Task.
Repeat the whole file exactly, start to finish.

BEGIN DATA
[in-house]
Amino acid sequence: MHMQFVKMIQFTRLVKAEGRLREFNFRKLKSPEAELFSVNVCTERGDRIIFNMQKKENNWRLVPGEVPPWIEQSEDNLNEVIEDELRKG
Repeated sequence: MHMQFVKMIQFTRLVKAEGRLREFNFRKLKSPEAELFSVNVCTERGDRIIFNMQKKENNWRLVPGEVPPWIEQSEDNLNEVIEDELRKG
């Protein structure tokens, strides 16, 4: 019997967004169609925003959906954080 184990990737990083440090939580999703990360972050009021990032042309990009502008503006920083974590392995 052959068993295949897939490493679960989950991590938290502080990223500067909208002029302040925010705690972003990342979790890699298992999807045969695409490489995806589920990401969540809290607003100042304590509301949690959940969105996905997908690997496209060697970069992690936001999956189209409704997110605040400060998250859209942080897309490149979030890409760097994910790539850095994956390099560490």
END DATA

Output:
[in-house]
Amino acid sequence: MHMQFVKMIQFTRLVKAEGRLREFNFRKLKSPEAELFSVNVCTERGDRIIFNMQKKENNWRLVPGEVPPWIEQSEDNLNEVIEDELRKG
Repeated sequence: MHMQFVKMIQFTRLVKAEGRLREFNFRKLKSPEAELFSVNVCTERGDRIIFNMQKKENNWRLVPGEVPPWIEQSEDNLNEVIEDELRKG
């Protein structure tokens, strides 16, 4: 019997967004169609925003959906954080 184990990737990083440090939580999703990360972050009021990032042309990009502008503006920083974590392995 052959068993295949897939490493679960989950991590938290502080990223500067909208002029302040925010705690972003990342979790890699298992999807045969695409490489995806589920990401969540809290607003100042304590509301949690959940969105996905997908690997496209060697970069992690936001999956189209409704997110605040400060998250859209942080897309490149979030890409760097994910790539850095994956390099560490």